Everyone Poops. And Everyone Takes 21 Seconds To Pee

PHOTO: Patricia Yang and her Georgia Tech team study the duration of urination in animals.
David Hu and Patricia Yang

Well this is a relief. A team of scientists has discovered a "law of urination" in mammals. It seems large fur bearing species take about 21 seconds to pee.

While visiting a zoo, Patricia Yang and her colleagues at Georgia Institute of Technology in Atlanta noticed that animals of all shapes and sizes, male and female, took about the same amount of time to empty their bladders.

Privacy be dammed, Yang's team used high speed video to film various creatures relieving themselves and scoured Youtube for similar footage. They found that the time it takes for mammals to completely void a full bladder follows a mathematical constant.

It's animal's mass raised to the power of a sixth in case you were curious.

Why has this constant remained undiscovered for this long? Previous animal pee models only took bladder pressure into account, Yang said. But her research accounts for the length of the urethra and gravity.

The Law Of Urination

PHOTO: elephant
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Elephants

An elephant's bladder holds rougly 161 liters of urine, about three kitchen trash bag's worth. It's urethra is about 1 meter long and 10 centimeters wide. As urine travels down the pachyderm's pipes, it accelerates due the force of gravity.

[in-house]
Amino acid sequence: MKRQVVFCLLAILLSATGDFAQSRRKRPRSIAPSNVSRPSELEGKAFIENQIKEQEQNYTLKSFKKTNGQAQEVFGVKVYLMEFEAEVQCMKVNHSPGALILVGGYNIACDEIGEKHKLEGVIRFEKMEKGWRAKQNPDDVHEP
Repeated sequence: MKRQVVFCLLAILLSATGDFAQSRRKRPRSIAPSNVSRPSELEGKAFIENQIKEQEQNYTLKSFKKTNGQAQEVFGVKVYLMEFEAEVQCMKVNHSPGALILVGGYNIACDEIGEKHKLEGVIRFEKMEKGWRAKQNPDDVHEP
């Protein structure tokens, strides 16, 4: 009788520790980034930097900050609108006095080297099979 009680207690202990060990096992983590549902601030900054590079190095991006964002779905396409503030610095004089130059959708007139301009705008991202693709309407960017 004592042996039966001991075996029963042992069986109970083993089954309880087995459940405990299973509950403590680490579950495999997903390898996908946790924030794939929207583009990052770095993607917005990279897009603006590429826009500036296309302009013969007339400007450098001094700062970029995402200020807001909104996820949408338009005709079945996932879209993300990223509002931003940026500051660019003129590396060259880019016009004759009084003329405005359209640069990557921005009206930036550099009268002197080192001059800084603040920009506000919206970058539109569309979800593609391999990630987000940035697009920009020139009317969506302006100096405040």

The Law Of Urination

PHOTO: Goat
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Dogs And Goats

In contrast, medium-sized animals like a dogs and goats have bladders that only hold about soda bottle's worth of urine (1 liter) and they have shorter, narrower urethras. There is less time for gravity to exert a force so their urination rate is slower.

The Law Of Urination

PHOTO: mouse
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Rodents

The law is not universal, Yang said.

"It doesn't apply to mammals smaller than cats because their bladders are so tiny viscosity and surface tension are more important factors than gravity," she said.

Yang said this may explain why rodents and other miniscule mammals pee in droplets rather than jet streams as larger animals do. They only take a second or less to do their business.

The Law Of Urination

PHOTO: dolphin
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Sea Mammals

Yang didn't study dolphins or other seafaring mammals. She speculated their rate of pee may be affected by the relative saltiness of their urine compared to the salt water they pee into. No doubt it would be challenge to get close up video while they urinate underwater to know for sure.

The Law Of Urination

PHOTO: Toilet
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Humans

The law of urination should apply to humans but as David Hu, a Georgia Tech assistant professor of mechanical engineering and biology who also participated in the research, pointed out, 21 seconds is just an average that comes with a margin of error.

"The one's digit is really irrelevant. I mention this so the people who will do this at home will not be disappointed," he said.

The Law Of Urination

Why It Matters

Lest you think this is Ig Nobel worthy research, Yang said her study does have a purpose.

"This information could be used to build better water towers which work in a similar way by using gravity to pump fluids," she said.

Yang has also investigated blink rates of different species and how much water animals can shake off their fur.

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